Duke Ellington School of the Arts was established in 1974 with a mission of providing a free, first-class arts education to children in the nation’s capital. (Cheryl Diaz Meyer/For The Washington Post)

Deneane Proctor still doesn’t understand why the government sent her a notice.

The mother said she has lived with her children in her mother-in-law’s Southeast Washington home for nearly four years. But this month, a city agency notified Proctor that her daughter was fraudulently enrolled in Duke Ellington School of the Arts. The reason? City officials said the family doesn’t live in the District.

That was wrong, the mother said.

Proctor tried to prove to education officials that she resides in the city but was informed that her case had been sent to the Office of the Attorney General.

Proctor and seven other Ellington families sued the city Monday, claiming the District violated their rights and failed to properly notify 164 families as it investigated allegations of widespread enrollment fraud at the prestigious performing arts school.

“What reason do they have to say that my daughter is not a D.C. resident? That reason was not given,” Proctor said. “I just hope they throw these cases out, and leave these kids alone.”

The lawsuit, filed in D.C. Superior Court, comes in the wake of findings released this month that nearly 30 percent of the student body appeared to be living outside the District yet were not paying the tuition required of suburbanites who attend D.C. public schools.

The investigation found that some of the families submitted “falsified or inauthentic documents” to prove residency. The findings threaten a large segment of the school’s families with expensive litigation and potentially substantial fines.

The lawsuit claims that the D.C. Office of the State Superintendent of Education — the agency that conducted the investigation — violated city policy and failed to give families the required 10 days to administratively appeal their fraud cases. Instead, the education agency sent their cases to the attorney general without the chance to appeal, according to the lawsuit.

The eight Ellington families named in the lawsuit are asking the court to void the actions taken by OSSE , which sent notices to families May 9.

The state superintendent’s office referred requests for comment to the office of the deputy mayor for education, which declined to comment on pending litigation. Attorney General Karl A. Racine, whose agency would represent the city in the case, said his office is aware of the lawsuit and is reviewing it.

Greg Smith, a lawyer and Ellington parent who drafted the lawsuit, said some D.C. residents received the fraud notices at old addresses in Maryland and Virginia. He suspects that some families are unaware they have cases that have been sent to the attorney general.

Smith said he wants the court to void the notices by Wednesday — the deadline to appeal cases through the superintendent’s office. The lawsuit states that the notices did not explain what evidence the District has proving fraud, and that the families were unsure why they were implicated.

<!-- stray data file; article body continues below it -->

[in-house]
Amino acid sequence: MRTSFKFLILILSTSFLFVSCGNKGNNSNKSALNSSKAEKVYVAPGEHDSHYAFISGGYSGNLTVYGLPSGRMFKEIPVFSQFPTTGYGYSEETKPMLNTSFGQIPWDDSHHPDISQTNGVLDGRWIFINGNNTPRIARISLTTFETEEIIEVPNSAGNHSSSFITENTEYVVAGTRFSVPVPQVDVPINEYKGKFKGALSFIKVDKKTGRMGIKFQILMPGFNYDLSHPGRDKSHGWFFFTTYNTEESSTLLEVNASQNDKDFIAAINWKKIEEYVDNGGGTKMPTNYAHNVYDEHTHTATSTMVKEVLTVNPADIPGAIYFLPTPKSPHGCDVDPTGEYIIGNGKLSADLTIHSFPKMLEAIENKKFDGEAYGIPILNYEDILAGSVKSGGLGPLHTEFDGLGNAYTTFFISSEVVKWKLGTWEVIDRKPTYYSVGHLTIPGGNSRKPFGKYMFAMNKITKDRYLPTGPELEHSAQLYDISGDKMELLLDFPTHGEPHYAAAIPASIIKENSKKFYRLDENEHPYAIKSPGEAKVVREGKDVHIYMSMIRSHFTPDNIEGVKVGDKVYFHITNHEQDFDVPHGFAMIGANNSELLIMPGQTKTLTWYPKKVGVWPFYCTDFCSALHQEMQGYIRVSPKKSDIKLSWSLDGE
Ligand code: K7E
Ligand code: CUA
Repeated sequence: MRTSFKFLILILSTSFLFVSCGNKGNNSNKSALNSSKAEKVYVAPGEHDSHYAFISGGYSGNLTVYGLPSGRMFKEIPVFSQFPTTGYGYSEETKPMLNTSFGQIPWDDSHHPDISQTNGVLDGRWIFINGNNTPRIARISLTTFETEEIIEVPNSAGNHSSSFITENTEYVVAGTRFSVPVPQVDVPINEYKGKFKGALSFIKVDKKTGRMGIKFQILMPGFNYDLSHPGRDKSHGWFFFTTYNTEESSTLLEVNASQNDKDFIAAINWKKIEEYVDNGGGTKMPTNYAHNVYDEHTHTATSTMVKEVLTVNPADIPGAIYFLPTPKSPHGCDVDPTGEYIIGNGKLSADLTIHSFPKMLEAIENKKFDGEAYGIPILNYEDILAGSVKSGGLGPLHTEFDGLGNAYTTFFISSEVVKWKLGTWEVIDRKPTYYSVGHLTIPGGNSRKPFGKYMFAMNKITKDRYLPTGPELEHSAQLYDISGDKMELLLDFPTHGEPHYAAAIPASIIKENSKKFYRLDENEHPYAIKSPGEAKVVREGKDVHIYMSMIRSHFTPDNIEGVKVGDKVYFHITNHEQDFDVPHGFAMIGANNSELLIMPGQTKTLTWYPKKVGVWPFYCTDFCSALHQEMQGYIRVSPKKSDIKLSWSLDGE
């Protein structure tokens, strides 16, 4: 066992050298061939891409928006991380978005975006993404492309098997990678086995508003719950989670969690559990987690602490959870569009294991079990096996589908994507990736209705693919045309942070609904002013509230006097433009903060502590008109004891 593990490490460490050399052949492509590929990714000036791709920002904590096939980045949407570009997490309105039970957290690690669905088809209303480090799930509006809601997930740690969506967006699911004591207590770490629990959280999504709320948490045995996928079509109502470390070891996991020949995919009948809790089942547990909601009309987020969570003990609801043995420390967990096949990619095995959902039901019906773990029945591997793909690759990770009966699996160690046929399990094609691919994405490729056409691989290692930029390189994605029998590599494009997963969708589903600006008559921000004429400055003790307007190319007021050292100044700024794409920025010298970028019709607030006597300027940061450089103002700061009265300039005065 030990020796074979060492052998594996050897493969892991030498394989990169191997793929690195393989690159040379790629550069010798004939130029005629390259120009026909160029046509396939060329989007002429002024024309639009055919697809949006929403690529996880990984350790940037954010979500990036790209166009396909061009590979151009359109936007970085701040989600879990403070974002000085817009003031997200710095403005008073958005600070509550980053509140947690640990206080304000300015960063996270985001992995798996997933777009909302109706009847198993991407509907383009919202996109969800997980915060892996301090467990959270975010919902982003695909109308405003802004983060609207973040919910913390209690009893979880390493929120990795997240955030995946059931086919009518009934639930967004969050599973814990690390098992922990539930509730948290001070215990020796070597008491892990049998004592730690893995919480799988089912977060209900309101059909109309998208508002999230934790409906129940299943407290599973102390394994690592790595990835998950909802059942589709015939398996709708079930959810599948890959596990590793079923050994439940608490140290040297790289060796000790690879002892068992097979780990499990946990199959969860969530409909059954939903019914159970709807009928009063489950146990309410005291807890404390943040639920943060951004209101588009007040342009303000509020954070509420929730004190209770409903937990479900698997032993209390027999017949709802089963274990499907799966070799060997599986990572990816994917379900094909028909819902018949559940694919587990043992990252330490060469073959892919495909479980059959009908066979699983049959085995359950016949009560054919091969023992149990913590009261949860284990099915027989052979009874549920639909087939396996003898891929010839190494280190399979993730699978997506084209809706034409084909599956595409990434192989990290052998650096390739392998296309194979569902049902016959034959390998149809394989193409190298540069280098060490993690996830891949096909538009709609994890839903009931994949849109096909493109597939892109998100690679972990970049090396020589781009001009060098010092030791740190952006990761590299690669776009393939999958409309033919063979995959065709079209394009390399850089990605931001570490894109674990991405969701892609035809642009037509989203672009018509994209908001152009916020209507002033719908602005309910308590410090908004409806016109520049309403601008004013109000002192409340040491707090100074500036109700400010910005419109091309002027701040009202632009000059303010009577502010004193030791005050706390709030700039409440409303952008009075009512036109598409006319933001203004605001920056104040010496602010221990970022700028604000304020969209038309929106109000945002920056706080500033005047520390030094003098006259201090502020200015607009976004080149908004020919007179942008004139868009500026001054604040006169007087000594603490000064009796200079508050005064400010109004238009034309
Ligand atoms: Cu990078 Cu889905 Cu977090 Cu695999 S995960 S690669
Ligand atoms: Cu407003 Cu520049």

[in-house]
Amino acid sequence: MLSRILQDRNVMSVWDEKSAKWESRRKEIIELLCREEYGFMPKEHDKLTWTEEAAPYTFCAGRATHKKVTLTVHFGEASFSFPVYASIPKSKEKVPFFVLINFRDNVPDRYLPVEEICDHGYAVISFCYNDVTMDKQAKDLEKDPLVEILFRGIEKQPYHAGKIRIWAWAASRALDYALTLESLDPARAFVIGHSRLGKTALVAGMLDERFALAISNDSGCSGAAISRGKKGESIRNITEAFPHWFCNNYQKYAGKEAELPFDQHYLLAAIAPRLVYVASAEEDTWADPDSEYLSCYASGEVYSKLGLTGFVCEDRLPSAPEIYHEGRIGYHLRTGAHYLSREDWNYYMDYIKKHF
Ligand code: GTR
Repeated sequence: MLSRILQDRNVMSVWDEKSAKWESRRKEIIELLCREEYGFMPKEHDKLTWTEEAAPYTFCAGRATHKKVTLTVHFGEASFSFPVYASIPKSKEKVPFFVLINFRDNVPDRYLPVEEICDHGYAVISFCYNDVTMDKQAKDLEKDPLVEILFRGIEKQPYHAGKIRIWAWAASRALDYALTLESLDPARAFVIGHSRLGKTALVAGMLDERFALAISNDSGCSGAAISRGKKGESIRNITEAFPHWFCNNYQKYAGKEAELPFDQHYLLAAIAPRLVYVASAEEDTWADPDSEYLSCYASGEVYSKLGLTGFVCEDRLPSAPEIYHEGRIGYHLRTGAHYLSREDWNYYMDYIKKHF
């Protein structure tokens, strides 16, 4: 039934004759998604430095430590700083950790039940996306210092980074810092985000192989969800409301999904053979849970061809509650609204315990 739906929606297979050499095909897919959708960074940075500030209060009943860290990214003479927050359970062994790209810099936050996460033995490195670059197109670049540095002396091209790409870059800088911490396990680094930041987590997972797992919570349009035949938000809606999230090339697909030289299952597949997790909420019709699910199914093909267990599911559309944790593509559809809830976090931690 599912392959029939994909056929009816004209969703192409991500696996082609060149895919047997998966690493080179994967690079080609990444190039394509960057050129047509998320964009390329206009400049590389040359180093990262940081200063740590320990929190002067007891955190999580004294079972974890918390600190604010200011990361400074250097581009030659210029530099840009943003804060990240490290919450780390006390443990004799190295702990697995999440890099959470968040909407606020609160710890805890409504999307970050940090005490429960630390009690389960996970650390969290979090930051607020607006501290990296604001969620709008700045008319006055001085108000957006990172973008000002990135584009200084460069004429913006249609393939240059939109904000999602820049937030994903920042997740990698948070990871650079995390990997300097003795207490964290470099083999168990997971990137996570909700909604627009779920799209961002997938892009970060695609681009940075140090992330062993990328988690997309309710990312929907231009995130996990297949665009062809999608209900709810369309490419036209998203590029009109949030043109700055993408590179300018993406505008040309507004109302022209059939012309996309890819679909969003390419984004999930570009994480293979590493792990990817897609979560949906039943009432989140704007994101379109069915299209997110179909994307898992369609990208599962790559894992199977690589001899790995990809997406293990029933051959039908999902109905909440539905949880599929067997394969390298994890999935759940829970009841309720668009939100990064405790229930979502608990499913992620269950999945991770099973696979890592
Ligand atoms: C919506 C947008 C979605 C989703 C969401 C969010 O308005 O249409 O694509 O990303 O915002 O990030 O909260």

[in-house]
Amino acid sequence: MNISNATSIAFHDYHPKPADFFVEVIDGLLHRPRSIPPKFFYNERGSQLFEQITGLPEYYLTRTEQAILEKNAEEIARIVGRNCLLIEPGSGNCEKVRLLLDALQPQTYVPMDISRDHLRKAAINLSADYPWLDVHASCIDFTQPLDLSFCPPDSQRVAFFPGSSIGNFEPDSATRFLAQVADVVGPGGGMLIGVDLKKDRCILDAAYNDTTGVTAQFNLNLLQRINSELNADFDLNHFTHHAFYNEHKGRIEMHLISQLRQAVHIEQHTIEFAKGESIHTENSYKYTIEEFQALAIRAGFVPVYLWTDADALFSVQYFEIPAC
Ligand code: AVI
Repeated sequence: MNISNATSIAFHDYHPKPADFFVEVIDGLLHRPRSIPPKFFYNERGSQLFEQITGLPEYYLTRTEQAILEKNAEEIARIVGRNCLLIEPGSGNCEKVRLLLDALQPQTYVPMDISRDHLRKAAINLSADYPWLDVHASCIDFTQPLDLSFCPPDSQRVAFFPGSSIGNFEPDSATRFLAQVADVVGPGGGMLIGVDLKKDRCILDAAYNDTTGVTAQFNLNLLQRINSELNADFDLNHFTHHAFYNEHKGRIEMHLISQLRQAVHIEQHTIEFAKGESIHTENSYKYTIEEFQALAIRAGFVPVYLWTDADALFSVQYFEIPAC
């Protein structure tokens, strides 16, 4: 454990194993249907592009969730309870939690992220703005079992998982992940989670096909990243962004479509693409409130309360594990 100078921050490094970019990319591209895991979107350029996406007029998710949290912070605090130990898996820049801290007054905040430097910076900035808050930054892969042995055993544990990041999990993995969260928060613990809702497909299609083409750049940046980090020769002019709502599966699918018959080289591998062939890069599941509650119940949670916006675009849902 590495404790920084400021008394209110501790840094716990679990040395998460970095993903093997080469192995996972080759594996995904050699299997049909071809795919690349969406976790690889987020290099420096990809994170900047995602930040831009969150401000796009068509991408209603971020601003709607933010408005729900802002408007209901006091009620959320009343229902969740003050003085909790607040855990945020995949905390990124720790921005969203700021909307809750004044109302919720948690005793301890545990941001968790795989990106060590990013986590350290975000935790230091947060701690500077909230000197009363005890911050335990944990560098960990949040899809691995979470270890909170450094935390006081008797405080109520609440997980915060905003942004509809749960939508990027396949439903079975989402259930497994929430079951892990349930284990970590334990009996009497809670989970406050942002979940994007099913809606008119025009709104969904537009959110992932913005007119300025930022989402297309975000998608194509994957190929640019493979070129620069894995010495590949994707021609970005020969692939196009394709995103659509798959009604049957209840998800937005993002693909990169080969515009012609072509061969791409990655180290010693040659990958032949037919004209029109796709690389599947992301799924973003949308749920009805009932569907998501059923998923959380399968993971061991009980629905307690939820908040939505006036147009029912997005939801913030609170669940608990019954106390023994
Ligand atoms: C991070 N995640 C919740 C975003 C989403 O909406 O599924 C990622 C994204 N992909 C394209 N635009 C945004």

The superintendent’s office’s “notice letter is so deficient that it cannot fairly start Plaintiffs’ appeal clock, and must be declared null and void,” the suit states.

Lucinda Woodland, who lives in the Hillcrest neighborhood of Southeast Washington and has legal guardianship of her granddaughter, said she can’t figure out why a notice landed at her door. Woodland, among those who joined the legal action, said city officials haven’t been responsive, and that it’s difficult to fight the allegation without knowing the basis for it.

“They just automatically sent it to the office of the attorney general, and I don’t know why they did that. They did not follow the process,” Woodland said. “It’s like we’re fighting something that’s there’s no truth to. It’s like you’re fighting a ghost, you don’t even know what you’re fighting.”

Smith, a Capitol Hill resident, is not accused of committing residency fraud and is representing the families free.

“We don’t want people to lose their rights,” he said. “We are very worried that a lot of people don’t even know their rights.”

The families also requested a restraining order against the superintendent’s office to prevent it from taking action on the notices.

Established in 1974 with a mission of providing a free, first-class arts education to children in the nation’s capital, Duke Ellington has a list of celebrity alumni that includes comedian Dave Chappelle, musician Meshell Ndegeocello and mezzo-soprano Denyce Graves. The city recently poured more than $170 million into renovating the Ellington campus, a project that drew criticism after it went $100 million over budget.

The D.C. inspector general and attorney general are investigating how much Ellington administrators knew about the enrollment fraud, city officials said when the investigation findings were released.

The school has an unusual governing structure. Since 2000, Ellington has been run jointly by D.C. Public Schools, the nonprofit Ellington Fund, the John F. Kennedy Center for the Performing Arts and George Washington University. Although the school is funded by taxpayers, it is overseen by an independent board of directors.

Principal Sandi Logan said in an interview last week that the findings of the investigation were overblown and that many of the families who were implicated live in the District.

“I’m confident based on what I’m hearing that most of the families will be able to provide the documents to prove their residency,” Logan said.